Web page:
Influenza vaccination is most effective when circulating viruses are well-matched with vaccine viruses. Influenza viruses are constantly changing, and the WHO Global Influenza Surveillance Network (GISN), a partnership of National Influenza Centres around the world, monitors the influenza viruses circulating in humans. WHO annually recommends a vaccine composition that targets the three most representative strains in circulation.

Definition of Influenza

The flu is caused by viruses that infect the respiratory tract which are divided into three types, designated A, B, and C. Most people who get the flu recover completely in 1 to 2 weeks, but some people develop serious and potentially life-threatening medical complications, such as pneumonia. Much of the illness and death caused by influenza can be prevented by annual influenza vaccination.

sábado, 15 de mayo de 2010

In focus: external review of pandemic response begins

An in-depth review by external experts to assess the global response to the pandemic and identify lessons for the future is underway. The Review Committee will also examine the general functioning of the International Health Regulations.

Report of the review meetinf of the first comitee

viernes, 2 de octubre de 2009

The abuse of mediatic coverage on Swine Flu AH1N1

A dramatic documentary that tells the evidence in detail and numbers behind the swine flu and all the media attention received.
It is no secret that the swine flu pandemic is one of the most attention received in the history of mankind. The media has supported a monstrous campaign about a disease that has become even less  victims that common diseases existed for decades and with no newspapers headers.
For more information, see this interesting documentary covering forgotten aspects of influenza A (H1N1), the origins of Tamiflu and its side effects, the names of the people involved and events that bring us closer to the reality of a big lie. (in spanish)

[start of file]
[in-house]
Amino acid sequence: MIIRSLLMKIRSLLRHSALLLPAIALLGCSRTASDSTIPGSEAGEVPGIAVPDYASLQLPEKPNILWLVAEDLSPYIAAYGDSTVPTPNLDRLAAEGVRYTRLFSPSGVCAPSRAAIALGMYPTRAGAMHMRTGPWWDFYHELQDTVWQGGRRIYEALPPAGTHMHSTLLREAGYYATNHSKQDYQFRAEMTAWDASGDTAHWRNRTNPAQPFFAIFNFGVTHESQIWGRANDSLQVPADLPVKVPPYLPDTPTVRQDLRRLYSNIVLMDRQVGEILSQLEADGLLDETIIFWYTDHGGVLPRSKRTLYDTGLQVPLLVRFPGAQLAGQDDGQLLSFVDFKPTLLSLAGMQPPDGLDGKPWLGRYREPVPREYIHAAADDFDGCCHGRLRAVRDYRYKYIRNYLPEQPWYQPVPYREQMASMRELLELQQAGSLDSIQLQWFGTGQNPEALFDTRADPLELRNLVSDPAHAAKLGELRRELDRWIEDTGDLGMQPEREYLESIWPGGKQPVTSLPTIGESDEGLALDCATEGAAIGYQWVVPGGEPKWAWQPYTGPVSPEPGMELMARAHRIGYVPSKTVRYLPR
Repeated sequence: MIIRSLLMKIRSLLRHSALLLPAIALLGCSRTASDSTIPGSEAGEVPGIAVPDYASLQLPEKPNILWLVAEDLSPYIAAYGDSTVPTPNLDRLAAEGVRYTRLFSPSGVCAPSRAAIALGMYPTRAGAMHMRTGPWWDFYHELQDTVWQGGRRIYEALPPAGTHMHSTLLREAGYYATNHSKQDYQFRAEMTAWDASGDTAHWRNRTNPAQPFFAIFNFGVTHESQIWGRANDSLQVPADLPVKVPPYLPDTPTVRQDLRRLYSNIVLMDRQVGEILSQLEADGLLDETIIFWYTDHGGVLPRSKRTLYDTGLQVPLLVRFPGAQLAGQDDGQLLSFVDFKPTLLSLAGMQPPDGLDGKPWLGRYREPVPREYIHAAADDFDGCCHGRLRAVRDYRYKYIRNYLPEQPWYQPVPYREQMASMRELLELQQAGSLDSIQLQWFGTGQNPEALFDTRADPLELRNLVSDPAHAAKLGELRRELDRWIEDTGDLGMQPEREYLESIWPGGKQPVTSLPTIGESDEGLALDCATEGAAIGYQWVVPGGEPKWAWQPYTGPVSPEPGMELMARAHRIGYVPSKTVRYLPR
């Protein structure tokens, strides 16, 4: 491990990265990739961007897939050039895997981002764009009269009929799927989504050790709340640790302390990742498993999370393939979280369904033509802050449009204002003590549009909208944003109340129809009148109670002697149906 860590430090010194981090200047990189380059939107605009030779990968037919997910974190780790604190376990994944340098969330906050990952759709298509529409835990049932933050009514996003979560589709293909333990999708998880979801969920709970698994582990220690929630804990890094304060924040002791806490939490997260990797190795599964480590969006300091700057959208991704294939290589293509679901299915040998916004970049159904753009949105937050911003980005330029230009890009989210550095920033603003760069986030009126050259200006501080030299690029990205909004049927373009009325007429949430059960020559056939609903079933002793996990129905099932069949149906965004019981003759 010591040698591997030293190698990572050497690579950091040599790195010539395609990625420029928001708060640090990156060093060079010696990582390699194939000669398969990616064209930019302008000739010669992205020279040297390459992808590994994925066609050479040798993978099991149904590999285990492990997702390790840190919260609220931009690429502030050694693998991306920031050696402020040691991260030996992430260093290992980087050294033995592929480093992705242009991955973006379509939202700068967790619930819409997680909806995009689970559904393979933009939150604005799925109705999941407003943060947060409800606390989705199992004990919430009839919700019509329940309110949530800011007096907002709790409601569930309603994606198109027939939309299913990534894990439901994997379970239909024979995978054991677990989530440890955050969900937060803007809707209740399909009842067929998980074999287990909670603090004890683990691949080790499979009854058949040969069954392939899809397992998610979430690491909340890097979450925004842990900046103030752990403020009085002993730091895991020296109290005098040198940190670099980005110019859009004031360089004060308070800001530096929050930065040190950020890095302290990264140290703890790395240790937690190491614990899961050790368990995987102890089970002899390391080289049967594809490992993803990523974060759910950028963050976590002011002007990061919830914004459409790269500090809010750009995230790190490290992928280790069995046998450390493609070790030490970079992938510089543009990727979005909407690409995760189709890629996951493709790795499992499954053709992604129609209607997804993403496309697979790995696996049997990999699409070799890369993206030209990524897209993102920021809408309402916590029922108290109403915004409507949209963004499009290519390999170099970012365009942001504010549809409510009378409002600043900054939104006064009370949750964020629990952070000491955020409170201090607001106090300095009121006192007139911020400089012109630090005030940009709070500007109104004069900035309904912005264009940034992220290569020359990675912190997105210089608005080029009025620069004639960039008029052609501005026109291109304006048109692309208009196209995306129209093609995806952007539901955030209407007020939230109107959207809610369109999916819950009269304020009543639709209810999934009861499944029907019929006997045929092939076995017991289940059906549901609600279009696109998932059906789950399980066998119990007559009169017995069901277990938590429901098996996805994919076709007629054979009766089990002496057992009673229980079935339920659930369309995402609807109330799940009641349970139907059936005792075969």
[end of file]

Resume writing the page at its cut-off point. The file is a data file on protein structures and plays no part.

domingo, 14 de junio de 2009

Antigenic shift


The genetic change that enables a flu strain to junp from one animal species to another, including humans, is called “antigenic shift”.

In this graphic you can see the explanation:map2


Airports are using thermal imaging cameras to see if travelers have fevers.




Influenza pandemic alert raised to phase 6



Dr Margaret Chan
Director-General of the World Health Organization


“Ladies and gentlemen,

A characteristic feature of pandemics is their rapid spread to all parts of the world. In the previous century, this spread has typically taken around 6 to 9 months, even during times when most international travel was by ship or rail.

Countries should prepare to see cases, or the further spread of cases, in the near future. Countries where outbreaks appear to have peaked should prepare for a second wave of infection.

Guidance on specific protective and precautionary measures has been sent to ministries of health in all countries. Countries with no or only a few cases should remain vigilant.

Countries with widespread transmission should focus on the appropriate management of patients. The testing and investigation of patients should be limited, as such measures are resource intensive and can very quickly strain capacities.

WHO has been in close dialogue with influenza vaccine manufacturers. I understand that production of vaccines for seasonal influenza will be completed soon, and that full capacity will be available to ensure the largest possible supply of pandemic vaccine in the months to come.

Pending the availability of vaccines, several non-pharmaceutical interventions can confer some protection.

WHO continues to recommend no restrictions on travel and no border closures.

Influenza pandemics, whether moderate or severe, are remarkable events because of the almost universal susceptibility of the world’s population to infection.

We are all in this together, and we will all get through this, together.

Thank you.”


viernes, 22 de mayo de 2009

Swine Influenza Symptoms A(H1N1)


Although uncomplicated influenza-like illness (fever, cough or sore throat) has been reported in many cases, mild respiratory illness (nasal congestion,  rhinorrhea) without fever and occasional severe disease also has been reported. Other symptoms reported with swine influenza A virus infection include vomiting, diarrhea, myalgia, headache, chills, fatigue, and dyspnea. Conjunctivitis is rare, but has been reported. Severe disease (pneumonia, respiratory failure) and fatal outcomes have been reported with swine influenza A virus infection. The potential for exacerbation of underlying chronic medical conditions or invasive bacterial infection with swine influenza A virus infection should be considered.


lunes, 18 de mayo de 2009

Advice on the use of masks in the community setting in Influenza A (H1N1) outbreaks


At present, evidence suggests that the main route of human-to-human transmission of the new Influenza A (H1N1) virus is via respiratory droplets, which are expelled by speaking, sneezing or